Fine Element Analysis (FEA)

Partial differential equations (PDEs) are often utilized to express space- and time-dependent problems in physics, however, when applied in geometry and for the solving of other related problems, these equations are often insufficient. To address this, a number of discretization methods, such as the finite element method (FEM) - also referred to as fine element analysis (FEA) technique - are used to approximate the PDEs with numerical model equations. By utilizing FEA, engineering computations are better able to obtain important information regarding the response of physical systems to certain conditions.

Understanding FEA

The basic explanation for FEA is that these computations transform input information into outfit information to improve the overall engineering decision-making process. While these computations do not provide any new information or improve the quality of the information they receive, they provide useful information on the unknown elements of certain engineering processes. Although these unknowns can be infinite in a continuum, the FEA technique reduces such unknowns to a finite number.

By dividing the solution region into smaller parts, or elements, FEA techniques expresses unknown field variables into approximating functions within each element. Approximating functions are further defined in terms of field variables of nodes or nodal points. Therefore the most important preliminary aspects of the FEA process are selecting the elements and their respective properties, as well as the nodal unknowns.

Mathematically, this relationship is defined as:

[k]e {d}e = {F}e

           [k]e represents stiffness matrix

           {d}e represents nodal displacement vector of the element

           {F}e represents nodal force vector

FEA Steps

  1. Field variable(s) and element(s) selection
  2. Discretize the continua
  3. Select interpolation functions
  4. Determine element properties
  5. Assemble element properties to determine global properties
  6. Impose boundary conditions
  7. Solve system equations to acquire nodal unknowns
  8. Make additional calculations that are needed to acquire values1

Industrial Applications of FEA

FEA is a useful analytical technique to determine the properties within solid mechanics, as well as for the structural analysis of equipment that incorporates fluid flow, heat transfer, as well as electric and magnetic fields. The diversity and flexibility of this analytical tool is used by civil engineers to analyze beams, space frames, plates, shells, folded plates, foundation, problems associated with rock mechanics and the analysis of seepage fluid through porous media. As this analytical technique has progressively advanced over the last several decades, its incorporation with powerful computer processors and continuous software development allows for its application to go beyond traditional engineering purposes into medical and geospatial analysis procedures.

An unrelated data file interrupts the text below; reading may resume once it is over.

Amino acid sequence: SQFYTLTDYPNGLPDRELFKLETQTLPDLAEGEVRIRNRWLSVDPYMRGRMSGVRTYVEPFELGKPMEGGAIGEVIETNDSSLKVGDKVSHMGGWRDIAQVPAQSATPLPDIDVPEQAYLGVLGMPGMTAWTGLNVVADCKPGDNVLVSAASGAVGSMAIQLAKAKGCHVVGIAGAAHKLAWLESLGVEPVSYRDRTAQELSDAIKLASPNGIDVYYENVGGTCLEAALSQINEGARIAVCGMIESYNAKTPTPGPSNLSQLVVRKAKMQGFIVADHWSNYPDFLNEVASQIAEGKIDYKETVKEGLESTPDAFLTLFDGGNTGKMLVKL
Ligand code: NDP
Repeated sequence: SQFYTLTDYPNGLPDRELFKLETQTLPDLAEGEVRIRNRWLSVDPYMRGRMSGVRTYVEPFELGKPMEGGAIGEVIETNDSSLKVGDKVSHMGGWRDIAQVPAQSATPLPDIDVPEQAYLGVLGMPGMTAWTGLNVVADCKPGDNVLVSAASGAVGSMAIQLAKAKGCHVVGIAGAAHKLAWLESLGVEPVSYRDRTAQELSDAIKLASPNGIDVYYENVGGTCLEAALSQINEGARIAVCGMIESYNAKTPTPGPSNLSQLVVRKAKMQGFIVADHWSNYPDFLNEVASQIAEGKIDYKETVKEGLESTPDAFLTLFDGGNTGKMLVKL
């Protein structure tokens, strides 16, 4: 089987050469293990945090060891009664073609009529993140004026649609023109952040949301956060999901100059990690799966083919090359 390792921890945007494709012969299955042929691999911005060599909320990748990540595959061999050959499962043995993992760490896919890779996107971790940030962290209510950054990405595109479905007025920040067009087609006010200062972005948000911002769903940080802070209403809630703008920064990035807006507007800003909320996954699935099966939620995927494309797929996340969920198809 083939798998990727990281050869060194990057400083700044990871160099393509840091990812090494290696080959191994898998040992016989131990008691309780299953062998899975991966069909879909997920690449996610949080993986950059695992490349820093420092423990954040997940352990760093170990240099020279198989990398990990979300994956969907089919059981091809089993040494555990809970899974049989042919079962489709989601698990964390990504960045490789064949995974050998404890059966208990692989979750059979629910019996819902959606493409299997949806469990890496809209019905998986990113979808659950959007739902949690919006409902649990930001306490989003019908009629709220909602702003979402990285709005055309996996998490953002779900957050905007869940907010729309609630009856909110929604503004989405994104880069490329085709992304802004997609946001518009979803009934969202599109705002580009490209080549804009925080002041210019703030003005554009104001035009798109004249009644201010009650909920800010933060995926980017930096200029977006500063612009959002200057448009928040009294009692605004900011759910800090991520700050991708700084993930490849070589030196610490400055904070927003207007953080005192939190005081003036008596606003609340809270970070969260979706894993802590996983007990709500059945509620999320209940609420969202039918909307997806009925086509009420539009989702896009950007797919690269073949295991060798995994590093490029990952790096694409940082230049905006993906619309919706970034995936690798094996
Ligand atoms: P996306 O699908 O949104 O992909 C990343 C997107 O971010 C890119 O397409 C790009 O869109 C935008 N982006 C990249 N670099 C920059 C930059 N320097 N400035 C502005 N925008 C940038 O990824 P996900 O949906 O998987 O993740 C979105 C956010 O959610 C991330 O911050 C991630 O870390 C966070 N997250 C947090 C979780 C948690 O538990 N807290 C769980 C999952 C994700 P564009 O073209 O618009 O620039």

FEA of Piezoelectric Materials

Piezoelectric devices are often composed of one or more functional materials, which can act by either mechanical, electrical, magnetic, thermal, chemical or optical mechanisms2. As the complexity of these devices often couple these properties together to accomplish a given electronic purpose, these materials therefore have the potential change their shape, respond to external stimuli and adjust their physical, geometrical and rheological properties as needed. FEA therefore plays an important role in demonstrating the numerical variation of any stresses, electric potential or displacement that may occur within piezoelectric materials and devices.

FEA in Failure Analysis

Some of the earliest uses of FEA was to analyze the amount of structural stress that human bones endured to further enhance biomechanic applications. For example, during the 1970s, researchers utilized FEA to study crack stability in aerial turbine blades in an effort to adapt this technique for pre-production manufacturing processes. By understanding the localization of defects and other potential failures of systems, FEA proved to be the most cost-effective aspect of the manufacturing process at this time and continues to save researchers thousands of dollars today3. FEA has grown to stimulate both operational and environmental conditions that may be exposed to a given structure or device without requiring a physical prototype.

References:

  1. “Finite Element Analysis” S. S. Bhavikatti, 2005, New Age International
  2. “Finite Element Analysis of Functionally Graded Piezoelectric Spheres” – InTechOpen
  3. “Finite Element Analysis Applications in Failure Analysis: Case Studies” – InTechOpen

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Benedette Cuffari

Written by

Benedette Cuffari

After completing her Bachelor of Science in Toxicology with two minors in Spanish and Chemistry in 2016, Benedette continued her studies to complete her Master of Science in Toxicology in May of 2018. During graduate school, Benedette investigated the dermatotoxicity of mechlorethamine and bendamustine, which are two nitrogen mustard alkylating agents that are currently used in anticancer therapy.

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